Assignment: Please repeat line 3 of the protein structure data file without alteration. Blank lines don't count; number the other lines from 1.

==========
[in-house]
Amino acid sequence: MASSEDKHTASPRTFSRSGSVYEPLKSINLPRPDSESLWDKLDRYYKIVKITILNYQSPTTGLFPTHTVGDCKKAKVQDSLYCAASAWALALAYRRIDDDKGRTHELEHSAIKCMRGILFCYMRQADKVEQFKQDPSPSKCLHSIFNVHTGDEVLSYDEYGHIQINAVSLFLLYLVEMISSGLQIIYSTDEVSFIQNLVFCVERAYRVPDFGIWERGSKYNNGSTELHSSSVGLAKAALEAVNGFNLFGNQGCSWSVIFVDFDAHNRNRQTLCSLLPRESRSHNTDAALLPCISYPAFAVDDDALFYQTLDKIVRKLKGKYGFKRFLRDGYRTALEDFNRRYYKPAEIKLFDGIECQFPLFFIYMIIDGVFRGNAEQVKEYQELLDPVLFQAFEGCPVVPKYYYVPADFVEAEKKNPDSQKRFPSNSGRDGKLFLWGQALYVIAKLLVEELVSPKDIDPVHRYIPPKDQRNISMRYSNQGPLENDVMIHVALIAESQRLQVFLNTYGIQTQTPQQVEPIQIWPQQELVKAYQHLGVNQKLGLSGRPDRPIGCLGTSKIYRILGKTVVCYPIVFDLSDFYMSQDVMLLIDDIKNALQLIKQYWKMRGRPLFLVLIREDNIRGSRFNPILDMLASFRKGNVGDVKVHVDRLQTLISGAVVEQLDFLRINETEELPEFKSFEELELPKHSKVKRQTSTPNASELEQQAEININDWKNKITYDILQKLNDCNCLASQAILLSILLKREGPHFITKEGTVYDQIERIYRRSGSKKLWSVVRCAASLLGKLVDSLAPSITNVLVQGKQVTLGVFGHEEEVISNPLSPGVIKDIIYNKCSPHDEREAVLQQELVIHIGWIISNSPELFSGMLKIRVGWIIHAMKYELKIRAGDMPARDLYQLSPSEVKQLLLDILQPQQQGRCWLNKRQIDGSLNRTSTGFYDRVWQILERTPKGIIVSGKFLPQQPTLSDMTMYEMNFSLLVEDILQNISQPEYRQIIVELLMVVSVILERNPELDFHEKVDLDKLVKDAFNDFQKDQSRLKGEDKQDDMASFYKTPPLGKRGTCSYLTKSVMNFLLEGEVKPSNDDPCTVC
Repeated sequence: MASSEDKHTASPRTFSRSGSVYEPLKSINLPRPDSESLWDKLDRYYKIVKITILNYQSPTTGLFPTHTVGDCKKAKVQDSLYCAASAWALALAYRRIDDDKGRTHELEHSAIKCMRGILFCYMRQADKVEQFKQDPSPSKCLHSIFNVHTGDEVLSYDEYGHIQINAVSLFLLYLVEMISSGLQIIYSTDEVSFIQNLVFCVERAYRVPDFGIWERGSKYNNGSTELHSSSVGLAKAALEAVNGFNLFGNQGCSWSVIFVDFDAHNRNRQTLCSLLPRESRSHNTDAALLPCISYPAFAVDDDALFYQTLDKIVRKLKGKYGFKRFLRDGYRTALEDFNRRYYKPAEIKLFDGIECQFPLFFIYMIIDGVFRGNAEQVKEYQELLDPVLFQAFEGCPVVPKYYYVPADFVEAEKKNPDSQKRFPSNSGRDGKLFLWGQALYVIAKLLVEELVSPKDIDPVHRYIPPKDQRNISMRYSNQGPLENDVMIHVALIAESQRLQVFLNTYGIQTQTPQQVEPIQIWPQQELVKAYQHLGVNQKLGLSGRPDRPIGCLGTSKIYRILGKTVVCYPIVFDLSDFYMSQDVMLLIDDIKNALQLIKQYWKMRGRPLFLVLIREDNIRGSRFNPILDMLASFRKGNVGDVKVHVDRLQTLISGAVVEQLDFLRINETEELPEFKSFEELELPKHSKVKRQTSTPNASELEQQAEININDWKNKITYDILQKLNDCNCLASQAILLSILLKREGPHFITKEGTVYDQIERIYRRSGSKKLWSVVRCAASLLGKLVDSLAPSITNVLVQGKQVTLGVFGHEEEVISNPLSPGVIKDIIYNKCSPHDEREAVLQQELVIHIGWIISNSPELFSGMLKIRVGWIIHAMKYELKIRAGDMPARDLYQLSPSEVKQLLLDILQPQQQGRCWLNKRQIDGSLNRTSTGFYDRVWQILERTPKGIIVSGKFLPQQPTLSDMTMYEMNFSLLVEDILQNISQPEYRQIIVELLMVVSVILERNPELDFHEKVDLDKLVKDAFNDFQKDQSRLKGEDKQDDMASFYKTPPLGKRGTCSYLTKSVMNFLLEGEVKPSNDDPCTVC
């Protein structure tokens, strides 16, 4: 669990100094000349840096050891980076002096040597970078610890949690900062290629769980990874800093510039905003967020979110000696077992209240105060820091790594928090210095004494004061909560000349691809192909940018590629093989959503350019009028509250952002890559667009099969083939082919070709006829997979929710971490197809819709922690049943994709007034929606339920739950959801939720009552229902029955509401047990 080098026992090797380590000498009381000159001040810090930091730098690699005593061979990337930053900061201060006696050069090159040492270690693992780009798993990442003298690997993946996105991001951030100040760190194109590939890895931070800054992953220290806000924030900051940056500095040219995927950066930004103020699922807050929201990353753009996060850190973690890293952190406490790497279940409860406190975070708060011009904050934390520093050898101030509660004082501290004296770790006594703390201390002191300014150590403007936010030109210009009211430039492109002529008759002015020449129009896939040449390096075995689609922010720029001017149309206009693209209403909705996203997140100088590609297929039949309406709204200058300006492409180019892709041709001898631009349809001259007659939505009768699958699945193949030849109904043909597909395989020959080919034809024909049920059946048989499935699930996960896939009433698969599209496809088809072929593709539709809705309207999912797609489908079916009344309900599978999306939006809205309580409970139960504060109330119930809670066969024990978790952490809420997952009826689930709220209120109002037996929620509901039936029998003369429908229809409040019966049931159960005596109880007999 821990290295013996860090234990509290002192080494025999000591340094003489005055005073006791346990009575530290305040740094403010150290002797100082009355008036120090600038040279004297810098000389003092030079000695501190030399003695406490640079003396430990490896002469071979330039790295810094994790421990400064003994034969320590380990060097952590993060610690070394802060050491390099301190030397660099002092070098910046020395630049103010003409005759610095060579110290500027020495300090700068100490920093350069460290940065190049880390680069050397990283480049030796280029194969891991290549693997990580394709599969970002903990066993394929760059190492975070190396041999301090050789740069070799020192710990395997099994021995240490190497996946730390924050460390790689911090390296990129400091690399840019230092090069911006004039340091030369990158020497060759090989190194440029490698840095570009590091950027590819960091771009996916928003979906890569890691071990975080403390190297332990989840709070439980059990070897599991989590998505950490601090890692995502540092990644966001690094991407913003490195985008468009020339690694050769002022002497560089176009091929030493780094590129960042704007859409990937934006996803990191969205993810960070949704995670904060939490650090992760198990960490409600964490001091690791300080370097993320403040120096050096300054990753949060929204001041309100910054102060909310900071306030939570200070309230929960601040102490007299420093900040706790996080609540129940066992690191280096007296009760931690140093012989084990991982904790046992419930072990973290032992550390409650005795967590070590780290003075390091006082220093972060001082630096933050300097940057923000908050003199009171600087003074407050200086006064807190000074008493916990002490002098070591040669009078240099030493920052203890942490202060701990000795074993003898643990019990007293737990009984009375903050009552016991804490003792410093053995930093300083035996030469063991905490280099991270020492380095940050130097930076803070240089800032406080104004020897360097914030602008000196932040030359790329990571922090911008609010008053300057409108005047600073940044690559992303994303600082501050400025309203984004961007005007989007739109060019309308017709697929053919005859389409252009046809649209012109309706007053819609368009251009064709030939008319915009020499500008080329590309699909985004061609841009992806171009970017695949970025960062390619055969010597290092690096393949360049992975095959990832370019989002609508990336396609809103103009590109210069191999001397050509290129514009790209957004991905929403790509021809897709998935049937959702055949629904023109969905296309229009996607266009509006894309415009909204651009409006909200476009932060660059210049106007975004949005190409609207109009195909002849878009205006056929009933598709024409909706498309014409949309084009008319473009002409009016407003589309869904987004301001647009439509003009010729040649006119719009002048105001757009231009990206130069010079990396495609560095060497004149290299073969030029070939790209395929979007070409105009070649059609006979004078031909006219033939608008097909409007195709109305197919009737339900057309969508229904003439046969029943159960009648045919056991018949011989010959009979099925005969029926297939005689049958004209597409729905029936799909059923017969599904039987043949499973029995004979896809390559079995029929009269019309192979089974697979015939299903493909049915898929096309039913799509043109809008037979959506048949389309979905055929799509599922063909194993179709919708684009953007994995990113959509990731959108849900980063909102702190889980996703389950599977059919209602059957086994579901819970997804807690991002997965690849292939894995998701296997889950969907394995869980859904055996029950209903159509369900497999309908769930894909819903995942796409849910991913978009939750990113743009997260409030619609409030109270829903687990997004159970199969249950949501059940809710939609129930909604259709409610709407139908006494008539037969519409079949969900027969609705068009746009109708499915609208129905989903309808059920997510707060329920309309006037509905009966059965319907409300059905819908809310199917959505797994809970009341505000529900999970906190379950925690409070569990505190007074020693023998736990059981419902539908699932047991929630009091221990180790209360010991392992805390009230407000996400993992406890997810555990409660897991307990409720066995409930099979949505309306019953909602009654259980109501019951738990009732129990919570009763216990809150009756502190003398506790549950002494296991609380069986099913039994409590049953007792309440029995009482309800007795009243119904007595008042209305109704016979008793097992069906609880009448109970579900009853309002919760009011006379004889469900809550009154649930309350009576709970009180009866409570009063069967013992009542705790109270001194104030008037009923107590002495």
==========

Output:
Repeated sequence: MASSEDKHTASPRTFSRSGSVYEPLKSINLPRPDSESLWDKLDRYYKIVKITILNYQSPTTGLFPTHTVGDCKKAKVQDSLYCAASAWALALAYRRIDDDKGRTHELEHSAIKCMRGILFCYMRQADKVEQFKQDPSPSKCLHSIFNVHTGDEVLSYDEYGHIQINAVSLFLLYLVEMISSGLQIIYSTDEVSFIQNLVFCVERAYRVPDFGIWERGSKYNNGSTELHSSSVGLAKAALEAVNGFNLFGNQGCSWSVIFVDFDAHNRNRQTLCSLLPRESRSHNTDAALLPCISYPAFAVDDDALFYQTLDKIVRKLKGKYGFKRFLRDGYRTALEDFNRRYYKPAEIKLFDGIECQFPLFFIYMIIDGVFRGNAEQVKEYQELLDPVLFQAFEGCPVVPKYYYVPADFVEAEKKNPDSQKRFPSNSGRDGKLFLWGQALYVIAKLLVEELVSPKDIDPVHRYIPPKDQRNISMRYSNQGPLENDVMIHVALIAESQRLQVFLNTYGIQTQTPQQVEPIQIWPQQELVKAYQHLGVNQKLGLSGRPDRPIGCLGTSKIYRILGKTVVCYPIVFDLSDFYMSQDVMLLIDDIKNALQLIKQYWKMRGRPLFLVLIREDNIRGSRFNPILDMLASFRKGNVGDVKVHVDRLQTLISGAVVEQLDFLRINETEELPEFKSFEELELPKHSKVKRQTSTPNASELEQQAEININDWKNKITYDILQKLNDCNCLASQAILLSILLKREGPHFITKEGTVYDQIERIYRRSGSKKLWSVVRCAASLLGKLVDSLAPSITNVLVQGKQVTLGVFGHEEEVISNPLSPGVIKDIIYNKCSPHDEREAVLQQELVIHIGWIISNSPELFSGMLKIRVGWIIHAMKYELKIRAGDMPARDLYQLSPSEVKQLLLDILQPQQQGRCWLNKRQIDGSLNRTSTGFYDRVWQILERTPKGIIVSGKFLPQQPTLSDMTMYEMNFSLLVEDILQNISQPEYRQIIVELLMVVSVILERNPELDFHEKVDLDKLVKDAFNDFQKDQSRLKGEDKQDDMASFYKTPPLGKRGTCSYLTKSVMNFLLEGEVKPSNDDPCTVC